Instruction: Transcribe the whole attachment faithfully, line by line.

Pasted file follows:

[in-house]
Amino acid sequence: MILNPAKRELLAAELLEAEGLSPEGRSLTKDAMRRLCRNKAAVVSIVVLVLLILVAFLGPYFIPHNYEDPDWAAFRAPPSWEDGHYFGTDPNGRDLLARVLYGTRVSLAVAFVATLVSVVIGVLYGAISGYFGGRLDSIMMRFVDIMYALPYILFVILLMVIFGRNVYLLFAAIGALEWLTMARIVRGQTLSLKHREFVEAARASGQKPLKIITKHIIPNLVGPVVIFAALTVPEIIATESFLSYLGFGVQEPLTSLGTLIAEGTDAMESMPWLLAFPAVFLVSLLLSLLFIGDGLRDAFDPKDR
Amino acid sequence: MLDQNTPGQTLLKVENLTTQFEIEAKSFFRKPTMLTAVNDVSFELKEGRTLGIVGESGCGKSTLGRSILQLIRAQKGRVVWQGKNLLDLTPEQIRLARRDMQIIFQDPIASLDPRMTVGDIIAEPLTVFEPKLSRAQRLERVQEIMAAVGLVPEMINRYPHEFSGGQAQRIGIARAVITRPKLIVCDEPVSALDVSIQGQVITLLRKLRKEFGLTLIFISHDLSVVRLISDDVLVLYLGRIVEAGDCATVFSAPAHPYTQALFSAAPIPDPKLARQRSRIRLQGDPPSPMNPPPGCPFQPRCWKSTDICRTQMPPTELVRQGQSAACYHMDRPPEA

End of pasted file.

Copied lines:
[in-house]
Amino acid sequence: MILNPAKRELLAAELLEAEGLSPEGRSLTKDAMRRLCRNKAAVVSIVVLVLLILVAFLGPYFIPHNYEDPDWAAFRAPPSWEDGHYFGTDPNGRDLLARVLYGTRVSLAVAFVATLVSVVIGVLYGAISGYFGGRLDSIMMRFVDIMYALPYILFVILLMVIFGRNVYLLFAAIGALEWLTMARIVRGQTLSLKHREFVEAARASGQKPLKIITKHIIPNLVGPVVIFAALTVPEIIATESFLSYLGFGVQEPLTSLGTLIAEGTDAMESMPWLLAFPAVFLVSLLLSLLFIGDGLRDAFDPKDR
Amino acid sequence: MLDQNTPGQTLLKVENLTTQFEIEAKSFFRKPTMLTAVNDVSFELKEGRTLGIVGESGCGKSTLGRSILQLIRAQKGRVVWQGKNLLDLTPEQIRLARRDMQIIFQDPIASLDPRMTVGDIIAEPLTVFEPKLSRAQRLERVQEIMAAVGLVPEMINRYPHEFSGGQAQRIGIARAVITRPKLIVCDEPVSALDVSIQGQVITLLRKLRKEFGLTLIFISHDLSVVRLISDDVLVLYLGRIVEAGDCATVFSAPAHPYTQALFSAAPIPDPKLARQRSRIRLQGDPPSPMNPPPGCPFQPRCWKSTDICRTQMPPTELVRQGQSAACYHMDRPPEA